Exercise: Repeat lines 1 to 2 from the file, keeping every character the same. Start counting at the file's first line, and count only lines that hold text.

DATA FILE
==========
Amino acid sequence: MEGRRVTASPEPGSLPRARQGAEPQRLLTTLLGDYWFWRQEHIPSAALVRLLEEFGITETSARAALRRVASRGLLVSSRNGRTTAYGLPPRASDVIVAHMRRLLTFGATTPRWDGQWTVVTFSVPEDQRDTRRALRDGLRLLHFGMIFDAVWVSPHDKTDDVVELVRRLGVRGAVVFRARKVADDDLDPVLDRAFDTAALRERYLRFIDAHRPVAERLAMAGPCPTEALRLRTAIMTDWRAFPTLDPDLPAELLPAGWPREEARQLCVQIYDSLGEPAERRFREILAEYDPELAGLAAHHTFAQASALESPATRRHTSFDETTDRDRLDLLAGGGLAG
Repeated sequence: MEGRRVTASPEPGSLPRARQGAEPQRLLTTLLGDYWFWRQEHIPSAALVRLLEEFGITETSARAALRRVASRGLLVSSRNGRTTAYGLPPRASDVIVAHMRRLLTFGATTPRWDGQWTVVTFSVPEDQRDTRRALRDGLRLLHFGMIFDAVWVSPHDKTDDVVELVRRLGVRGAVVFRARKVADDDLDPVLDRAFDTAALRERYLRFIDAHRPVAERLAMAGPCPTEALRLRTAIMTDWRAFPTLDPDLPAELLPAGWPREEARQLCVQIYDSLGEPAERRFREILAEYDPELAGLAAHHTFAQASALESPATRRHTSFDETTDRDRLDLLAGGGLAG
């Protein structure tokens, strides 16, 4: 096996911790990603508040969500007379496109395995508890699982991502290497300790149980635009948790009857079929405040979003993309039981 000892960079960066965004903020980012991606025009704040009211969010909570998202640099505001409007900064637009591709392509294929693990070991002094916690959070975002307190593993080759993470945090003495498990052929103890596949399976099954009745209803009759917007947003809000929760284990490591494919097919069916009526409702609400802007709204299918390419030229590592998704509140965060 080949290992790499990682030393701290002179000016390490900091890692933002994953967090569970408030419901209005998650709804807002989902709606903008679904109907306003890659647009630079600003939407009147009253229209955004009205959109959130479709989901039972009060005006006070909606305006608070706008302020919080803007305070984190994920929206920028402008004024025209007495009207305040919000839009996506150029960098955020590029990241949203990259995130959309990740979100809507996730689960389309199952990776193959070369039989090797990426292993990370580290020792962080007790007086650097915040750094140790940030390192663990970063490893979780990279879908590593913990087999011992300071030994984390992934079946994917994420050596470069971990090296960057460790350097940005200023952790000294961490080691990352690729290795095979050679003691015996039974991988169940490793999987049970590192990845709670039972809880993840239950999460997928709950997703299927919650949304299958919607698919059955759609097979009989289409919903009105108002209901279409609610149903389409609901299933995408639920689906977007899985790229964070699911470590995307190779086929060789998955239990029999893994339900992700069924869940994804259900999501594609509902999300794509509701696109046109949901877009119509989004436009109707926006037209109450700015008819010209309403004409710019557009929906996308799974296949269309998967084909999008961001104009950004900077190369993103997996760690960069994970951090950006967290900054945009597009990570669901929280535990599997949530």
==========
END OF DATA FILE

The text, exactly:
Amino acid sequence: MEGRRVTASPEPGSLPRARQGAEPQRLLTTLLGDYWFWRQEHIPSAALVRLLEEFGITETSARAALRRVASRGLLVSSRNGRTTAYGLPPRASDVIVAHMRRLLTFGATTPRWDGQWTVVTFSVPEDQRDTRRALRDGLRLLHFGMIFDAVWVSPHDKTDDVVELVRRLGVRGAVVFRARKVADDDLDPVLDRAFDTAALRERYLRFIDAHRPVAERLAMAGPCPTEALRLRTAIMTDWRAFPTLDPDLPAELLPAGWPREEARQLCVQIYDSLGEPAERRFREILAEYDPELAGLAAHHTFAQASALESPATRRHTSFDETTDRDRLDLLAGGGLAG
Repeated sequence: MEGRRVTASPEPGSLPRARQGAEPQRLLTTLLGDYWFWRQEHIPSAALVRLLEEFGITETSARAALRRVASRGLLVSSRNGRTTAYGLPPRASDVIVAHMRRLLTFGATTPRWDGQWTVVTFSVPEDQRDTRRALRDGLRLLHFGMIFDAVWVSPHDKTDDVVELVRRLGVRGAVVFRARKVADDDLDPVLDRAFDTAALRERYLRFIDAHRPVAERLAMAGPCPTEALRLRTAIMTDWRAFPTLDPDLPAELLPAGWPREEARQLCVQIYDSLGEPAERRFREILAEYDPELAGLAAHHTFAQASALESPATRRHTSFDETTDRDRLDLLAGGGLAG